Chronic pain and disability after pelvic and acetabular fractures--assessment with the Mainz Pain Staging System

J Trauma. 2010 Jul;69(1):128-36. doi: 10.1097/TA.0b013e3181bbd703.


Background: Chronic posttraumatic pelvic pain (PPP) after pelvic ring fractures impacts negatively on quality of life issues. This study aimed to more clearly identify and quantify the problem.

Methods: For this cross-sectional study, patients were examined 52 (median) months after pelvic fractures. The following parameters were measured: pain chronicity (Mainz Pain Staging System [MPSS]), pain intensity (Numeric Rating Scale, 0-10), pelvic fracture outcome scores (Majeed, Pohlemann, and Bürk), pain severity (Chronic Pain Grading Questionnaire), pain-related interference with activities of daily living (Chronic Pain Grading Questionnaire), low back pain-related disability (Oswestry score), neuropathic pain (painDETECT), physical functioning (Short Form-12), and medical comorbidities (Weighted Illness Check List-20). Psychological distress was evaluated for anxiety and depression (Hospital Anxiety and Depression Scale) and mental quality of life (Short Form-12).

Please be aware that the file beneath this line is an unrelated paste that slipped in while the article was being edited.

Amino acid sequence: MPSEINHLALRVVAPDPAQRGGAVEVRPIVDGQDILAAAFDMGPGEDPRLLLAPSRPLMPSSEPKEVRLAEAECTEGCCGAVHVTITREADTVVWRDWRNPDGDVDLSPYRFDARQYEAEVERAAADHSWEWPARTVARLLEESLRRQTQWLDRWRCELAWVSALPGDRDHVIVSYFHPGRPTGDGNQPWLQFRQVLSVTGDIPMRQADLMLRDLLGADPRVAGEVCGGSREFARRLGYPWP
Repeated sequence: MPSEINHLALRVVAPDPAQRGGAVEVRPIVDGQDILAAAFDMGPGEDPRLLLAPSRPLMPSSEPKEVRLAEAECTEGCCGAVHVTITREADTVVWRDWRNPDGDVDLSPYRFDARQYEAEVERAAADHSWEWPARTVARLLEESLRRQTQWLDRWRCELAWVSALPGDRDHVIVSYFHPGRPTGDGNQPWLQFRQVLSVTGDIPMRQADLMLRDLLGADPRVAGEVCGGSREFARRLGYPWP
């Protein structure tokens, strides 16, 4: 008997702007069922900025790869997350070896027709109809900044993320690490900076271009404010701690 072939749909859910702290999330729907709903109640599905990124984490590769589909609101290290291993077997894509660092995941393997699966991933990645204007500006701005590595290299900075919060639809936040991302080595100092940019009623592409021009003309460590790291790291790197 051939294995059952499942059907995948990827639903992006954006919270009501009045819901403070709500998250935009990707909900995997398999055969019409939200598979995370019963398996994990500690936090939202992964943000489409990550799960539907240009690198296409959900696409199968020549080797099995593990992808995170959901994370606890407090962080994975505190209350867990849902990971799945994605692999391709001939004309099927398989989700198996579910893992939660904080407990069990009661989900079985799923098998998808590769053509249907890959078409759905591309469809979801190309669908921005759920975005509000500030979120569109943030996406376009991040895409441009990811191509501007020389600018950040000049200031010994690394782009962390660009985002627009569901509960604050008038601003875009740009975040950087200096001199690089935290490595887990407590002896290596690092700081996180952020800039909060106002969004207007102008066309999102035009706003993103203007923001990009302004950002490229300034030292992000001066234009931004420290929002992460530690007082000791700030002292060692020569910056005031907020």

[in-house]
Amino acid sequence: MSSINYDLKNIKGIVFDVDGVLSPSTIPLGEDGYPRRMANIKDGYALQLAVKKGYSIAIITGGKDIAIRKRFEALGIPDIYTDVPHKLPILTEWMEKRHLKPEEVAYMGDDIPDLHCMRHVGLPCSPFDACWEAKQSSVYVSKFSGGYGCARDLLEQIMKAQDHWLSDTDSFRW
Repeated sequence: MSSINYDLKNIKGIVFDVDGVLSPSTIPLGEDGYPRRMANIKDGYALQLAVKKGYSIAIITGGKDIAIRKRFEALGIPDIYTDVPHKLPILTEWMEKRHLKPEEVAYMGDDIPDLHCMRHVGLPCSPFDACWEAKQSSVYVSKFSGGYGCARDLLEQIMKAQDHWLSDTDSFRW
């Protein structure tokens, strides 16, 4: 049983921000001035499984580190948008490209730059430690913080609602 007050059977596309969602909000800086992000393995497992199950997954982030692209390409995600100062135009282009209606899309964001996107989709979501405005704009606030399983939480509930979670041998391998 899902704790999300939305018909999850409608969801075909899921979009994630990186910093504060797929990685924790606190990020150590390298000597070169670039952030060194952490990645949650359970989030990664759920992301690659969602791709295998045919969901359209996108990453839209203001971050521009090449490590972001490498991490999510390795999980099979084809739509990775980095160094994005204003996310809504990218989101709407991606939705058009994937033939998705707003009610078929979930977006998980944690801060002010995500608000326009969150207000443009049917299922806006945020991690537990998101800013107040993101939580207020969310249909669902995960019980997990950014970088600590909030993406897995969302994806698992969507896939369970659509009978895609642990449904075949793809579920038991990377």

Results: Sixty-nine patients had a total of 49 pelvic and 41 acetabular fractures; 70% underwent osteosynthesis. The prevalence of PPP was 64%. Prevalence weighted with the dysfunctional pain chronicity stages MPSS II and III was 48%. Patients with pelvic fracture types (AO classification) A, B, and C had PPP prevalences of 38%, 67%, and 90%, respectively. Pain chronicity stages (MPSS) were moderately to strongly correlated with pelvic pain intensity (r = 0.57), the three pelvic fracture outcome scores (r = -0.78 to -0.90), pain-related interference (r = 0.72), Oswestry score (r = 0.68), nerve injury and neuropathic pain (r = 0.52), reduced physical (r = -0.72) and mental functioning (r = -0.58), trauma-related comorbidity (r = 0.53), anxiety (r = 0.51), and depression (r = 0.67).

Conclusion: This study demonstrated that the intensity and prevalence of PPP are high even some 4 years after injury. The validated instruments MPSS (measuring pain chronicity) and Oswestry disability score proved to be appropriate for classifying outcome after pelvic ring fractures.

MeSH terms

  • Acetabulum / injuries*
  • Analysis of Variance
  • Cross-Sectional Studies
  • Disability Evaluation*
  • Female
  • Fractures, Bone / complications*
  • Humans
  • Male
  • Middle Aged
  • Pain / etiology*
  • Pain Measurement / methods*
  • Pelvic Bones / injuries*
  • Statistics, Nonparametric
  • Treatment Outcome